Nimble touch: $8.2 million in VC funds puts NimbleGen over $50 million mark

NimbleGen Systems Inc. recently announced the closing of a private venture financing round in the amount of $8.2 million, an effort led by Cargill Ventures of Minneapolis, Minn., and Skyline Ventures of Palo Alto, Calif. That brings NimbleGen—a provider of flexible high-density microarray products and services for genetic analysis—to a total of $50 million raised since its founding in 1999.

Jeffrey Bouley
MADISON, Wis.—NimbleGen Systems Inc. recently announced the closing of a private venture financing round in the amount of $8.2 million, an effort led by Cargill Ventures of Minneapolis, Minn., and Skyline Ventures of Palo Alto, Calif. That brings NimbleGen—a provider of flexible high-density microarray products and services for genetic analysis—to a total of $50 million raised since its founding in 1999.
 
One of the reasons for the latest round of financing, according to Sanjiv Arora, NimbleGen director at Cargill Ventures, was that the company is well-positioned in the microarray market because it has both high probe density and long oligos.
 
"The company has made enormous strides in the past year, becoming the ChIP-chip market leader, launching its CGH platform with the highest resolution in the market, and pushing the frontier of emerging, novel applications," he says.
 
Dr. David Lowe, NimbleGen director at Skyline Ventures, agrees, noting that both the technology and management at the company inspire confidence, and managers and scientists alike have done a very effective job of forging strategic relationships and serving customers' needs in new as well as existing markets.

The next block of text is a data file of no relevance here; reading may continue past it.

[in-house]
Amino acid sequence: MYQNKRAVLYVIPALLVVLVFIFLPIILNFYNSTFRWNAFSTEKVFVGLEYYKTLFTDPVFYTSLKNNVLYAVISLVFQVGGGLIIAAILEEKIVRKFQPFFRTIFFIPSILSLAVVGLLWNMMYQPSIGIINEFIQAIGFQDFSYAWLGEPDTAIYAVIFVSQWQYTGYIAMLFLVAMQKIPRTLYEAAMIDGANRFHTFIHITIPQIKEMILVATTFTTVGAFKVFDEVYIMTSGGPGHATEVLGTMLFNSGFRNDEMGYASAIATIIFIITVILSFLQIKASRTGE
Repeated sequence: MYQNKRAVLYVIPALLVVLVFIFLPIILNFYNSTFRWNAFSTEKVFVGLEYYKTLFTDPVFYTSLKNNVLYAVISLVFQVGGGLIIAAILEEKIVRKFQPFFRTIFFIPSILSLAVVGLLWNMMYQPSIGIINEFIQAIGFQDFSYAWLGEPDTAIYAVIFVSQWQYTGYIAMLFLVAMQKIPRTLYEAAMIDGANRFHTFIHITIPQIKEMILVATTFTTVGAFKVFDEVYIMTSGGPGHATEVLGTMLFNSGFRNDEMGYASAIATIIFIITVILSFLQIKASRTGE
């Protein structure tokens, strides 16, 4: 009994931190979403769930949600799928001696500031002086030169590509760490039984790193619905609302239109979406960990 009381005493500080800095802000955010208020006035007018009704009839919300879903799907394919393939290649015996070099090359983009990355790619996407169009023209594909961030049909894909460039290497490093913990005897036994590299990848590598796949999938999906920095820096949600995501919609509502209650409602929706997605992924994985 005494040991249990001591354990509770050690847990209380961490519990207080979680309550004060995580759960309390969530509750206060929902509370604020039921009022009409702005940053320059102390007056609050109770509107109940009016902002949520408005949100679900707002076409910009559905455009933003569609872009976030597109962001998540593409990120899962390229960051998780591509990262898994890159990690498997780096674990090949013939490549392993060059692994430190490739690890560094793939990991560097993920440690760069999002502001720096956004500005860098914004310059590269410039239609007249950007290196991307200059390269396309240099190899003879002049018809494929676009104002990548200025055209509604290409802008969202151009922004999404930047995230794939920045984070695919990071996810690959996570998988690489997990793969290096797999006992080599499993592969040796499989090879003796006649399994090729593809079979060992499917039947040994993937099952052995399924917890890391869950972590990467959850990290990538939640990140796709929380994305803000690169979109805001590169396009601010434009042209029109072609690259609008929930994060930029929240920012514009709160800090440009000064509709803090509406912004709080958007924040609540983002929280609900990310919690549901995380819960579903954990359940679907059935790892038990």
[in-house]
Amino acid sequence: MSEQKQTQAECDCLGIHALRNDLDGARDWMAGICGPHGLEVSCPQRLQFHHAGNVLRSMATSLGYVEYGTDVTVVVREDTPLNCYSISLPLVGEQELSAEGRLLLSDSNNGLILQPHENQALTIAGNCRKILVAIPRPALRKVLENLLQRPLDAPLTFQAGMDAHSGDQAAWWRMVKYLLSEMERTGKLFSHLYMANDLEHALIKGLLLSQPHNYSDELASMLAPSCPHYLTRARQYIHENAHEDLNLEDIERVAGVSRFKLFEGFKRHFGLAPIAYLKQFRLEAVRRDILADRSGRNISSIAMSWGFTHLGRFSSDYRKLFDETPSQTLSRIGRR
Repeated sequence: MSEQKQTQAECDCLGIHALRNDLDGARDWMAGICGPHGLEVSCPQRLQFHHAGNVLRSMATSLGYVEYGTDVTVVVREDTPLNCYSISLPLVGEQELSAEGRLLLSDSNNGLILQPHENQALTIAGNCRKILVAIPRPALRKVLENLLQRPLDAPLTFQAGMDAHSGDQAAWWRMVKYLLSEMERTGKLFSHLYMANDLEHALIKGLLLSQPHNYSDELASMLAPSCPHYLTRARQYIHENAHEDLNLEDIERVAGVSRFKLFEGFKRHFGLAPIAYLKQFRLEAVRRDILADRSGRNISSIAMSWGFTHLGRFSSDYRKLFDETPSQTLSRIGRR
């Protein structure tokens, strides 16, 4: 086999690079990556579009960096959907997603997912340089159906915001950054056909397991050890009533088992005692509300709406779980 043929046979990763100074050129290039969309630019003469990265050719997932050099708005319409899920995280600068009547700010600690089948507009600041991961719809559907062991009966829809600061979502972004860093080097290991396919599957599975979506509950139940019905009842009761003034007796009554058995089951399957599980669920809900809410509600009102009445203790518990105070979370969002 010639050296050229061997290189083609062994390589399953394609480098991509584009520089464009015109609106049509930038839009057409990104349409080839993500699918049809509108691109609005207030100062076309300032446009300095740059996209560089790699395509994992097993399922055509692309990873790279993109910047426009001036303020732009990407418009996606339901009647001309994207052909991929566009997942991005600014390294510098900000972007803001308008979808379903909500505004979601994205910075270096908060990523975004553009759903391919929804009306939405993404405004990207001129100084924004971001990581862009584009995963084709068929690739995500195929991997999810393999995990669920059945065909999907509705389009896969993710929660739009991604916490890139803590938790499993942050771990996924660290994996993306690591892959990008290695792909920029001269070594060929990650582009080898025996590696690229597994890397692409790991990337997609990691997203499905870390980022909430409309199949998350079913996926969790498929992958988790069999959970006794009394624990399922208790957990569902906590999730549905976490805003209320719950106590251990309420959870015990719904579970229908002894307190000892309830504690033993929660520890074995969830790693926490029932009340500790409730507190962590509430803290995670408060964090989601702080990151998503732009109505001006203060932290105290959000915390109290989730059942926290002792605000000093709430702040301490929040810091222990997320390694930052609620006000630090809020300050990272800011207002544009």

That confidence is borne out in the company's recent growth spurts, according to Dr. Stanley Rose, NimbleGen president and CEO. "For the first three quarters of 2005, our orders tripled over what we had in 2004," he reports, though he would not disclose dollar amounts.
 
The company has four main focus areas right now, he says, which are comparative genomic hybridization (CGH), ChIP-chip, comparative genome sequencing (CGS) and expression tiling.
 
"Above and beyond the individual applications we offer, though, the notion that we really want to push, is that scientists now have the ability to integrate all this diverse information, which collectively can provide a better understanding of genomics, biology and drug effects," Rose says. "We call this enhanced view of data 'high-definition genomics. It would be presumptuous to say that we know—or can know—everything about genomics even with these tools integrated together. But we can learn so much more now, and our goal is to help researchers do that with higher accuracy, more rapidly and less expensively."
 
All of the company's existing venture capital and institutional investors participated in the latest round of financing. Besides Cargill Ventures and Skyline Ventures, the list includes Topspin Partners, Tactics II Investments LLC, Venture Investors LLC, Baird Venture Partners, The Wisconsin Alumni Research Foundation (WARF) and the State of Wisconsin Investment Board.

Jeffrey Bouley

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